- 4/18 Class canceled
- 4/23 Concentration of measure, Johnson–Lindenstrauss Lemma
- 4/25 Talagrand inequality: concentration of convex Lipschitz functions, convex distance, top eigenvalue of a random graph (reference: Tao blog)
- 4/30 Talagrand inequality: certifiable functions, longest increasing subsequence of a random permutation. Entropy method
- 5/2 Entropy method: coin-weighing, Bregman’s theorem, Shearer’s inequality, triangle-intersecting families (references for entropy method: Galvin, Radhakrishnan )
- 5/7 Entropy method: the number of independent sets in a regular graph, Sidorenko’s conjecture for trees (reference: Gowers blog)
- 5/9 More on Sidorenko’s conjecture (reference: MathOverflow). Occupancy method: the number of independent sets in a regular graph (reference: Davies–Jenssen–Perkins–Roberts, Perkins lecture notes)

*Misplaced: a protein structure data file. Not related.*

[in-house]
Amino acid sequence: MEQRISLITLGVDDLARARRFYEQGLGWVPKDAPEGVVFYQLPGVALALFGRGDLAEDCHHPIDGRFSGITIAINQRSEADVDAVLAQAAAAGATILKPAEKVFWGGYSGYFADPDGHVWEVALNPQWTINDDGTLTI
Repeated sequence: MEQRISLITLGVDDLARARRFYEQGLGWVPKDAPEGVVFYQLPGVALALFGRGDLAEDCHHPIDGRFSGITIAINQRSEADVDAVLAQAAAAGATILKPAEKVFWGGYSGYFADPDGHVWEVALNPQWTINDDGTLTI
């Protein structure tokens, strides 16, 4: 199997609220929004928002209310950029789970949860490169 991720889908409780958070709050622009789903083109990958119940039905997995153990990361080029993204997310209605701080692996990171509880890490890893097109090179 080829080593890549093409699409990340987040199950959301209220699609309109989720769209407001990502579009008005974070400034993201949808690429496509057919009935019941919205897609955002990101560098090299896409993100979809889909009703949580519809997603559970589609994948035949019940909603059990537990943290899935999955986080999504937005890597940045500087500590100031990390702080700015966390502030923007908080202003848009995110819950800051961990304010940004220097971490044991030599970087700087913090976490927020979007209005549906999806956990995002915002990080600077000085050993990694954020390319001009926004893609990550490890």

- 5/14 Occupancy method: further applications to independent sets and colorings
- 5/16 Triangles and equations: a trailer for 18.217 Graph Theory and Additive Combinatorics this fall
Problem set: a list of problems for practice. A subset of these problems will be designated as to-be-turned in by midnight of each due date. You should only submit the designated problems.
|Problem set||Due date||Problems|
|PS 1||Friday Feb 22||4, 5, 6, 7★, 9, 12, 13(a,b★), 15, 16★|
|PS 2||Friday Mar 15||21, 22c, 23★, 24★, 26, 28, 30, 31★, 32★, 33★, 34★, 35, 36|
|PS 3||Friday Apr 5||40, 41, 43, 44★, 45, 46, 47, 48★, 49★, 52(a,b★), 53★, 54(c)★|
|PS 4||Friday Apr 26||55, 56, 57(a,b★), 58, 59, 60★, 61, 63(a,b★), 64★, 65, 66★|
|PS 5||Thursday May 16||67–70, (71–75)★, 76, 77★, 80★, 81, 82★, 83★|